Once upon a time in a galaxy far, far away, there once lived something called the Arab-Israeli peace process. It never lived an altogether happy life, but it did actually exist and breathe. In fact, it was capable of some spectacular highs (Egyptian-Israeli and Israeli-Jordanian peace treaties) and a great many lows. More failures than successes, to be sure, but there was—at least most of the time—a real sense of hope and possibility and a credible process worth pursuing.
What's more, through most of this period—from roughly the 1970s into the new millennium—there was a semblance of control and order. That is to say, leaders made decisions in a region they believed they could actually shape and control. Likewise, while the peace process was always influenced by regional events, it still seemed insulated from them. The Egyptian-Israeli peace process succeeded even in the face of the turbulence of the Iranian Revolution and the Soviet invasion of Afghanistan.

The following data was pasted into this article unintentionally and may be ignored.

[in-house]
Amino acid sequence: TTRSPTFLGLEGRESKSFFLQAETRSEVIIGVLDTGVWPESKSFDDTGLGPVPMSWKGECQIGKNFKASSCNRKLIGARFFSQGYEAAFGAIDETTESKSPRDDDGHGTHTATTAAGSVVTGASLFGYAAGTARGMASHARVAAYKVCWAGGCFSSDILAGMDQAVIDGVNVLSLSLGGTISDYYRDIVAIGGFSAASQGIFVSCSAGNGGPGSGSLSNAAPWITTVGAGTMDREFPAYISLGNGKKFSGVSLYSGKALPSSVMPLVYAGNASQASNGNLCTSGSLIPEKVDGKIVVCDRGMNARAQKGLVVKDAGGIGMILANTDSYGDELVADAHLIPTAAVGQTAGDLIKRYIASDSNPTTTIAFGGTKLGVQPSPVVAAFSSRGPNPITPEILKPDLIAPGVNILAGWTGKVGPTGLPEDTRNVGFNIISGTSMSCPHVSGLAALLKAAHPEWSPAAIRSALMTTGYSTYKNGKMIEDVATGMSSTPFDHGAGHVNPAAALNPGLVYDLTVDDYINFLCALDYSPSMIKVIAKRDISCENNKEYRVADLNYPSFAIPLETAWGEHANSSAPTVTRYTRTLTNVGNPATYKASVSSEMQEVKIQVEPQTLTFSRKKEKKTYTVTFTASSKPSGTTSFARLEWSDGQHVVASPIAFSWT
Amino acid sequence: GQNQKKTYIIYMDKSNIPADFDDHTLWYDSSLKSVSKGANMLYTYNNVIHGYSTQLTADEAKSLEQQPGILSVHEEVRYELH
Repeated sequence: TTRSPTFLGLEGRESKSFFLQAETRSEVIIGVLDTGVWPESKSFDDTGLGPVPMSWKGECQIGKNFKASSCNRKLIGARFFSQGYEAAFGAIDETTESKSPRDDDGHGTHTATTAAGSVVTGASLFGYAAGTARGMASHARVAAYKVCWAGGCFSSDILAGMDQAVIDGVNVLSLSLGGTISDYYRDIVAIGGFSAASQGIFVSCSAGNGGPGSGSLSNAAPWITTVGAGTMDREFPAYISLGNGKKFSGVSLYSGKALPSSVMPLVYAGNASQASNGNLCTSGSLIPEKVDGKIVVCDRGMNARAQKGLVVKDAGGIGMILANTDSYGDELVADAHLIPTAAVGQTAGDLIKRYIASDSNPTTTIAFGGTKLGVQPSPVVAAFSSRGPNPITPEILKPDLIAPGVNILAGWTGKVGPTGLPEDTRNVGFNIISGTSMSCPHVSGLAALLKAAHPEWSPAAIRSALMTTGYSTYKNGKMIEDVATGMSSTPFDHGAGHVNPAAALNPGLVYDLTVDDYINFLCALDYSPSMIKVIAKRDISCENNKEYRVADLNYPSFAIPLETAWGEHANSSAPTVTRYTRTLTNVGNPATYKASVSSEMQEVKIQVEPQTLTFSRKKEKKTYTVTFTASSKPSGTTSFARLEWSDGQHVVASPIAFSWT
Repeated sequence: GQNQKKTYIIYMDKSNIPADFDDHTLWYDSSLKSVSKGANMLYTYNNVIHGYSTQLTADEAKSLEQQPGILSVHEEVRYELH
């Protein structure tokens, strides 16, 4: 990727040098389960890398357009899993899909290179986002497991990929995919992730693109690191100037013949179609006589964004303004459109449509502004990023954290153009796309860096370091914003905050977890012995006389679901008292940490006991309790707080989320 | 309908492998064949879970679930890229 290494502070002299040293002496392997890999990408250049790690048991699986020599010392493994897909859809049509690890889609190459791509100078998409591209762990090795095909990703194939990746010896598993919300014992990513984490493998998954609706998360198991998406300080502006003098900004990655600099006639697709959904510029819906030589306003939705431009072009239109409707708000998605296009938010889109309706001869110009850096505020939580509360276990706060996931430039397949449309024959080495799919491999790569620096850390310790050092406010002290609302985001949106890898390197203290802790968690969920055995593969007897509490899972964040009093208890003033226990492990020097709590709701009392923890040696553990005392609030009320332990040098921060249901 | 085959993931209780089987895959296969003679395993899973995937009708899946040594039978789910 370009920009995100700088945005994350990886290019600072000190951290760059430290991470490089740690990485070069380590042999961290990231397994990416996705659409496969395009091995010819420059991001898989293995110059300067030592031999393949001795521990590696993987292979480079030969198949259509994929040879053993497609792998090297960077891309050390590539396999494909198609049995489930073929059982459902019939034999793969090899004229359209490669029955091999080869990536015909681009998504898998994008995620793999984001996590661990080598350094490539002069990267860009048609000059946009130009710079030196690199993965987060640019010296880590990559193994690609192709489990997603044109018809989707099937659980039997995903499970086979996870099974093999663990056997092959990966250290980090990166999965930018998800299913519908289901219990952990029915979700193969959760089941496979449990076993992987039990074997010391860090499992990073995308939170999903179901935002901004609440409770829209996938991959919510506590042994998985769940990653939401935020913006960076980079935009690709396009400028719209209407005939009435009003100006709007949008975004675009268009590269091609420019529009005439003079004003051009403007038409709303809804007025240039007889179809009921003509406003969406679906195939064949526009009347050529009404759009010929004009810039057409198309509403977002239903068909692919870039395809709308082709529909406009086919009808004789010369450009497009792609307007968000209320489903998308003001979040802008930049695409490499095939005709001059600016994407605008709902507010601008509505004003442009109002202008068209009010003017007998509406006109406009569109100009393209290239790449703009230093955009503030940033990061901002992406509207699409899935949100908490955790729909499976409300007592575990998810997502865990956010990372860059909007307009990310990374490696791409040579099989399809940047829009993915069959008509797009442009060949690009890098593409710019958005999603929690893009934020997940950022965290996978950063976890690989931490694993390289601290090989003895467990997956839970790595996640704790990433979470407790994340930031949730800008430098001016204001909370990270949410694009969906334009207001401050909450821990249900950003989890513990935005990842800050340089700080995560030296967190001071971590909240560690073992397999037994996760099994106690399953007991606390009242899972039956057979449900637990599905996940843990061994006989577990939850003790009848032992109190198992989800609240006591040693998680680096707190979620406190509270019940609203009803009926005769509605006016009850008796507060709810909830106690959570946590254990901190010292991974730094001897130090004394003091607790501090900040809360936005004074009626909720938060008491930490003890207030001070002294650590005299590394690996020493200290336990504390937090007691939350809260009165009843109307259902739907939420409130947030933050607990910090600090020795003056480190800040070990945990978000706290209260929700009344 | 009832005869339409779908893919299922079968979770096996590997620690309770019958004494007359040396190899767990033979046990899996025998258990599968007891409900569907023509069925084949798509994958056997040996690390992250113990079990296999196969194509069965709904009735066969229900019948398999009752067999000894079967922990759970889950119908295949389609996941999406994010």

All of that's gone now. The Israeli-Palestinian conflict sits like a provincial tribal dispute between galactic events that dominate the headlines and shape the region’s politics: Egypt, the Iranian nuclear issue and civil war in Syria cause regional actors to worry, plan and even at times to act. What Israeli journalist Meron Benvenisti once dubbed the shepherd's war between Israelis and Palestinians seems all but lost, if not forgotten.
In four decades of watching this region, never have I seen a period that's more confusing, uncertain and characterized by more parts—all moving at the same time. Nor have I witnessed a phase of the Arab-Israeli peace process in which its future seems more dependent on regional events. Change and uncertainty—even violent change—can produce breakthroughs and alter the calculations of the Arabs and Israelis alike (see the 1973 war, the 1990–1991 Gulf War or the first intifada).